A friend recently recommended a book that changed my life. At least for a few days. And then it didn’t.
The concepts at first seemed so empowering and enlightening, and they worked brilliantly. What happened?
The book is “First, Kill All the Marriage Counselors” by Laura Doyle. I would never have read it, except that the person who suggested it is someone I admire, someone I would never have imagined needed to read a book like that.
The premise of the book, which has no overtly Jewish or religious themes but at its core is about shalom bayit (peace in the home), is that men need respect, which I had heard. But in this case the writer also explains how women need to replenish our spirits with self-care and to learn to recognize what we really want. As women, we have much more power than we may realize, Doyle writes, and we set the tone of the marriage.
She recommends doing three things every day that make us happy, really happy. Whether it’s playing beach volleyball, painting pottery, having coffee with a girlfriend or browsing the local bookstore, she prescribes no less than three stints of happiness and self-care per day.
Even in a modern world where women work outside the home, handle the finances and run many aspects of daily life, she says not to try to control our husbands; we should reveal our hearts with vulnerability and express gratitude.
Men inherently want to please their wives; they want to be loving and adore them. First women need to show respect, and soon the love will flow.
Doyle and her method have helped hundreds of thousands of couples in dozens of countries.
I wondered if her advice also could help me, a religious Jewish woman who observes Torah and mitzvot. My husband and I both work full time and are busy caring for four children.
But I started trying to use the tools prescribed in the book. Expressing my desires in an inspiring way? Check. Giving compliments and saying thank you for things I normally took for granted? Check.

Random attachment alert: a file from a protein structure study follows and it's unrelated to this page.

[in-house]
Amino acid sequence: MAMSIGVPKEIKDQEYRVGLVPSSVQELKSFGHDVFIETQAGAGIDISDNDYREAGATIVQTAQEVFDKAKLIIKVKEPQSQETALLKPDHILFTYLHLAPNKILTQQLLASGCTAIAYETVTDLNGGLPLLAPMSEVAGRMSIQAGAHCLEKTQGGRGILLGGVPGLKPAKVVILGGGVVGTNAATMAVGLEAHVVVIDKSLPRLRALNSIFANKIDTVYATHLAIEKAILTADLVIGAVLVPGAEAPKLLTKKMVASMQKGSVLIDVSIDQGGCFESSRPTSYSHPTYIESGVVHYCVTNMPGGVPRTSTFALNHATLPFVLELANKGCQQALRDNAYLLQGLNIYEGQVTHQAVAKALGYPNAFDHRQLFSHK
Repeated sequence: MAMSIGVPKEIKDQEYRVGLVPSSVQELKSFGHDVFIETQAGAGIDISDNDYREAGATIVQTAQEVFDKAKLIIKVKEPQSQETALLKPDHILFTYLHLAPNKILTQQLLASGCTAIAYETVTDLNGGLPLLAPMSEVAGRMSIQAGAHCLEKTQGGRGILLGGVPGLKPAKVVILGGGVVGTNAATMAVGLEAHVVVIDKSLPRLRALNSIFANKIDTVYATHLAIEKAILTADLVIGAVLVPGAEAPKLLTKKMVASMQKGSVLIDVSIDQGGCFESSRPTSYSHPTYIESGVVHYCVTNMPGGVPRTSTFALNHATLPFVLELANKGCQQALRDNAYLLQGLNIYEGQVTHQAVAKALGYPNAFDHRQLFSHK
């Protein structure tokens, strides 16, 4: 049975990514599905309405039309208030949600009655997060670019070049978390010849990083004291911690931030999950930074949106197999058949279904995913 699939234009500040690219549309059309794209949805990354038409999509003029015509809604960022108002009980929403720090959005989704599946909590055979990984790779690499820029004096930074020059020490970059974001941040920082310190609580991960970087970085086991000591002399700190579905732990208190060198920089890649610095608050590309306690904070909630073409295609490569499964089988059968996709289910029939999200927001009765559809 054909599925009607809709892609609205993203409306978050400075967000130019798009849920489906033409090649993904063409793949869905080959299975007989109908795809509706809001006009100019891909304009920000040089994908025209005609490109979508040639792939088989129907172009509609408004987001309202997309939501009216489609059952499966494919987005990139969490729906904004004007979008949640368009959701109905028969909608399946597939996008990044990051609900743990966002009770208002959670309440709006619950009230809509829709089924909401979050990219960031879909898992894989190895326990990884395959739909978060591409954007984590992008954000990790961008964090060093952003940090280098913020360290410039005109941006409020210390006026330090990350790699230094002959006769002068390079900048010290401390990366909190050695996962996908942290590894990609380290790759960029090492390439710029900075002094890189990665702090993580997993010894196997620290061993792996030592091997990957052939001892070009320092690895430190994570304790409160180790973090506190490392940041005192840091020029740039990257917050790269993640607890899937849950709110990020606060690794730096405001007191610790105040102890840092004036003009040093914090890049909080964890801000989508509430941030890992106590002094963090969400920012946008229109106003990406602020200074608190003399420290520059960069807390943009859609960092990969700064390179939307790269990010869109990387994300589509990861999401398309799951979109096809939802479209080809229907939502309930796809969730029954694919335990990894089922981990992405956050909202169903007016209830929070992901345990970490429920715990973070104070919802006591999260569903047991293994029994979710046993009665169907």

At first, the difference was magical. I was beaming with joy and filled with massive amounts of love and contentment. But after the spell suddenly subsided, I was left confused. Maybe my past limitations could never be overcome.
Then I watched a video by Chana Weisburg on Chabad.org about the Torah portion, and things became more clear. It is a long and difficult journey to become free and overcome any type of limitations, Weisburg explains. Only G-d truly has power over us — not our past traumas or current challenges.
Yes, as a woman, I set the tone of the marriage and the home. I had read the book and practiced its clever concepts and terminology, but I had forgotten to let G-d in.
In last week’s Torah portion, Bo, we left Egypt, and in this week’s portion, Beshalach, Pharaoh chases us. The sea splits, the Jews cross over, and the Egyptians drown — and we finally experience liberation.
The word “Egypt” means limitations. Even once freed from our limitations — finances, health, emotional trauma — we may suffer residual fear and uncertainty. Pharaoh pursues us even after we’ve escaped Egypt. The fear controlling us is the Pharaoh we allow to remain in our own lives.
So how do we free ourselves from the demons of the past and move forward? By splitting our own inner sea — a metaphor for the material world that is hiding the divine life force. To transform the sea means to reveal that neither we nor our world are ever separate from G-d. Becoming free may be a long journey, but we can begin by realizing that only G-d has power over us. Not Pharaoh and not our past traumas or limitations.
Only a marriage with G-d’s presence will ever truly be one of peace, love and fulfillment. So while the book offered a springboard for daily living, my faith and spiritual connection are the foundation of the relationship and our home.
It’s going to take practice and prayer for the improvements to permeate. But at least now I have some of the tools to be successful, as well as the realization that G-d, not my limitations, is in control.